Two of Los Angeles Mayor Antonio Villaraigosa’s appointees to a city pension board resigned Thursday, one month after receiving a letter from the Securities and Exchange Commission asking them to identify income they had received from companies doing business with their agency.
Sean Harrigan and Elliott Broidy, members of the Los Angeles Fire and Police Pensions board, were asked to provide information to the SEC, which is investigating allegations of kickbacks at a New York state pension fund.
Harrigan said he left because the inquiry had caused his agency’s board meetings to become increasingly disruptive -- and created “a frenzy of media activity” that had placed him in “the eye of the storm.”
“While I have done nothing wrong, I recognize that this entire matter has become a huge distraction for all parties involved in the business of operating an $11-billion public pension system,” he said in a statement.
Villaraigosa spokesman Matt Szabo said the mayor and his two board members agreed the resignation was “the best course of action.”
Harrigan and Broidy had served on a nine-member board that oversees a $10.7-billion portfolio on behalf of retired police officers and firefighters. Both men had been asked to disclose their communications with firms under scrutiny in the New York investigation.
Broidy, the chairman of Markstone Capital, said in a statement that he was cooperating with investigators and had never profited in any way from the pension fund. He was originally appointed by Mayor James K. Hahn and reappointed by Villaraigosa.
The two resignations come a week after a third pension board appointee, Kelly Candaele, was asked by the mayor to quit the Los Angeles City Employees’ Retirement System board after he participated in a campaign fundraiser for the city attorney campaign of City Councilman Jack Weiss -- in violation of city law.
Candaele hosted the event with two key figures at Wetherly Capital, a Los Angeles firm also mentioned in the SEC letters. Wetherly, known as a placement agent, pitches investment opportunities to public pension boards.
The Ethics Commission also has not concluded its investigation of Robert Aguallo, the former head of the agency where Candaele had served as a board member. Aguallo took a job with an investment fund that had sought business with his agency.
Harrigan, 63, was selected by Villaraigosa in August 2005 to serve at the pension agency. Seven months later, he formed Sean Harrigan LLC, picking up such clients as Wetherly Capital.
Before Harrigan joined the board, Wetherly had secured investments from Fire and Police Pensions for at least eight funds, according to company officials. On June 1, 2006, less than a year into his tenure, Harrigan voted to invest $10 million apiece in two Wetherly clients -- Nogales Investment Fund II and Levine Leichtman Capital Partners.
Less than three months later, Harrigan became a paid consultant to Wetherly, serving in that role for five months. Harrigan said he advised the firm on pension matters outside California.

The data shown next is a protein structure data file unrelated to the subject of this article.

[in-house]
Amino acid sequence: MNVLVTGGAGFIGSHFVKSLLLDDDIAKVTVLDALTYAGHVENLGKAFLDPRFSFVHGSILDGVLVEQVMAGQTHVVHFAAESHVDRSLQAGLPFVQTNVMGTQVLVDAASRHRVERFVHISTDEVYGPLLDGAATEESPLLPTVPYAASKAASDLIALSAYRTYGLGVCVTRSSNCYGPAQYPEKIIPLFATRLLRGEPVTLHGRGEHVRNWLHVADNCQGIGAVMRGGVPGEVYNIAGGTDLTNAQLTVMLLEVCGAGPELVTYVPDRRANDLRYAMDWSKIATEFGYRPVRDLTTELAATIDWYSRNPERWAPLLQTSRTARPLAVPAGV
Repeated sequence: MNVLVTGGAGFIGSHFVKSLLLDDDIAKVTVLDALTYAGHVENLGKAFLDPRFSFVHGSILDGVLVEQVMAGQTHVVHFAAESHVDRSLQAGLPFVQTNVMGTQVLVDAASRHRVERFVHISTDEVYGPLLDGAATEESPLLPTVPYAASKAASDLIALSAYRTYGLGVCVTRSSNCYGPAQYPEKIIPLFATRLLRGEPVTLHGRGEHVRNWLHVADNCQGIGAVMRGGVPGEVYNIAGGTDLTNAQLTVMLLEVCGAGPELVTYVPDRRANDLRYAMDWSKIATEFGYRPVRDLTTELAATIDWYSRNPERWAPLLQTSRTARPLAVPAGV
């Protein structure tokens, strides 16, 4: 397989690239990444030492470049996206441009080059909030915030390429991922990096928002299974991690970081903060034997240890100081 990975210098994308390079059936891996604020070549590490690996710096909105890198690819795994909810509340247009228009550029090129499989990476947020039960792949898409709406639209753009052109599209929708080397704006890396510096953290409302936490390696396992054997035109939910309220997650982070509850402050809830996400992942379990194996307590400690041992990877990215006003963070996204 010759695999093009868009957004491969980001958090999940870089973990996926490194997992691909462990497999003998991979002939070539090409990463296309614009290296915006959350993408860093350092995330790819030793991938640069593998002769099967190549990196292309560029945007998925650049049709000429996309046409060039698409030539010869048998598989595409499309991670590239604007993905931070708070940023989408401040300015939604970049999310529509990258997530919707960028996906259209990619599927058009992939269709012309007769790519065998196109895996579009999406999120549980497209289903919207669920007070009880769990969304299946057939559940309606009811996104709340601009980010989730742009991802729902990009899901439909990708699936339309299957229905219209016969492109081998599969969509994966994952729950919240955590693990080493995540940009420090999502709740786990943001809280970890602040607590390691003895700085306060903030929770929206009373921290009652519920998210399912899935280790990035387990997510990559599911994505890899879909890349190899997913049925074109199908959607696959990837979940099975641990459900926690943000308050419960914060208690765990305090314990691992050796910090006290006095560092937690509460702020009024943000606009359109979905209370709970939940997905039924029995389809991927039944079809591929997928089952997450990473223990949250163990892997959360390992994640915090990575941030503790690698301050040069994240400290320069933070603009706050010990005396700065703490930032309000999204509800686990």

The city’s ethics laws bar commissioners from negotiating their employment with companies that have matters pending before them. Harrigan said that was not an issue, however, because he took the work with Wetherly on Aug. 15, 2006, -- roughly 10 weeks after he voted on the firm’s clients.
“When I took the vote on both of those funds, I was not in discussions [with Wetherly] on any type of a consulting agreement,” he said in an interview with The Times this week.
Harrigan said he also waited one year before voting on any investment being represented by Wetherly at his agency, as is required by city law. In 2008, he voted to invest in at least two more Wetherly clients, allocating $25 million to Levine Leichtman and $30 million in Bond Cos., which develops and invests in projects in California and elsewhere.
In Los Angeles, mayoral appointees such as Harrigan are required to sign an ethics pledge promising to avoid “actual and perceived conflicts of interest at all times.” Szabo, the mayoral spokesman, would not say whether Harrigan’s consulting work violated the spirit of that pledge.
“The mayor holds all of his commissioners to extraordinarily high standards, which includes avoiding even the appearance of impropriety,” he said.
Harrigan announced his resignation at Thursday’s board meeting, not long after he and his colleagues voted to fire a consulting firm linked to the New York scandal. On a 7-0 vote, the pension board dismissed Dallas-based Aldus Equity, one of two firms that recommend private equity investments to the agency.
Aldus was charged by the SEC with civil securities fraud for allegedly making improper payments to win business at the New York fund. A founding partner of Aldus, Saul Meyer, was arrested and charged last week by New York Atty. Gen. Andrew Cuomo with one count of criminal fraud.
Lawyers for Aldus and Meyer have denied the charges. In a statement, Aldus said it had served the pension board with “the highest degree of professionalism, integrity and transparency.”
Still, Fire and Police Pensions board member Sam Diannitto urged his colleagues to fire the firm, saying failure to do so would “give the image that this board condones ‘pay to play.’ ”
“This board is tainted. It’s tainted by this issue,” he added.